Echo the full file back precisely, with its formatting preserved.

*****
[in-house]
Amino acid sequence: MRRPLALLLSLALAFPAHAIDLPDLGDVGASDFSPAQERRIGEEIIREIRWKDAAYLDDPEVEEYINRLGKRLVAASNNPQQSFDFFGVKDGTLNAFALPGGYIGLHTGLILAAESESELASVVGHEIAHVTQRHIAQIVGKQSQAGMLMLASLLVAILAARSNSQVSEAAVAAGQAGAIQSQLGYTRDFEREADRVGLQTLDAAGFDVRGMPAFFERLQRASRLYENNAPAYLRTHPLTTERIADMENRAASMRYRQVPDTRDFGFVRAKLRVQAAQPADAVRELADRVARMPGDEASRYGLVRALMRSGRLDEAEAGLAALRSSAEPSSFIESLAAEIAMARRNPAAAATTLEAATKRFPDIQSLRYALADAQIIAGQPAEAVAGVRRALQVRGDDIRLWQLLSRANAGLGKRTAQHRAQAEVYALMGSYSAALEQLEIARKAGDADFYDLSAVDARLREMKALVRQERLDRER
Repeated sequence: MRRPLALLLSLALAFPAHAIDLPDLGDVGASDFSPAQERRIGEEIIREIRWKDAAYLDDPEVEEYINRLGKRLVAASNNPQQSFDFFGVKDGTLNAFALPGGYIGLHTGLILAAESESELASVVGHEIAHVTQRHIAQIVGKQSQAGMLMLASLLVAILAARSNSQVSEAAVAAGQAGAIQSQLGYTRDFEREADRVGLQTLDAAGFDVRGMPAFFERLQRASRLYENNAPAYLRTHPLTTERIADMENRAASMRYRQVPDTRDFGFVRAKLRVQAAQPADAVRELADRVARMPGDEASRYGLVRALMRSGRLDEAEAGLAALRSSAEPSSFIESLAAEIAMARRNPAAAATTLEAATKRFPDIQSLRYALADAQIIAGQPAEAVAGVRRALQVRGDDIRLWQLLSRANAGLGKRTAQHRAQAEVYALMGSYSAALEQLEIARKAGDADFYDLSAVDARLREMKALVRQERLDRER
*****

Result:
[in-house]
Amino acid sequence: MRRPLALLLSLALAFPAHAIDLPDLGDVGASDFSPAQERRIGEEIIREIRWKDAAYLDDPEVEEYINRLGKRLVAASNNPQQSFDFFGVKDGTLNAFALPGGYIGLHTGLILAAESESELASVVGHEIAHVTQRHIAQIVGKQSQAGMLMLASLLVAILAARSNSQVSEAAVAAGQAGAIQSQLGYTRDFEREADRVGLQTLDAAGFDVRGMPAFFERLQRASRLYENNAPAYLRTHPLTTERIADMENRAASMRYRQVPDTRDFGFVRAKLRVQAAQPADAVRELADRVARMPGDEASRYGLVRALMRSGRLDEAEAGLAALRSSAEPSSFIESLAAEIAMARRNPAAAATTLEAATKRFPDIQSLRYALADAQIIAGQPAEAVAGVRRALQVRGDDIRLWQLLSRANAGLGKRTAQHRAQAEVYALMGSYSAALEQLEIARKAGDADFYDLSAVDARLREMKALVRQERLDRER
Repeated sequence: MRRPLALLLSLALAFPAHAIDLPDLGDVGASDFSPAQERRIGEEIIREIRWKDAAYLDDPEVEEYINRLGKRLVAASNNPQQSFDFFGVKDGTLNAFALPGGYIGLHTGLILAAESESELASVVGHEIAHVTQRHIAQIVGKQSQAGMLMLASLLVAILAARSNSQVSEAAVAAGQAGAIQSQLGYTRDFEREADRVGLQTLDAAGFDVRGMPAFFERLQRASRLYENNAPAYLRTHPLTTERIADMENRAASMRYRQVPDTRDFGFVRAKLRVQAAQPADAVRELADRVARMPGDEASRYGLVRALMRSGRLDEAEAGLAALRSSAEPSSFIESLAAEIAMARRNPAAAATTLEAATKRFPDIQSLRYALADAQIIAGQPAEAVAGVRRALQVRGDDIRLWQLLSRANAGLGKRTAQHRAQAEVYALMGSYSAALEQLEIARKAGDADFYDLSAVDARLREMKALVRQERLDRER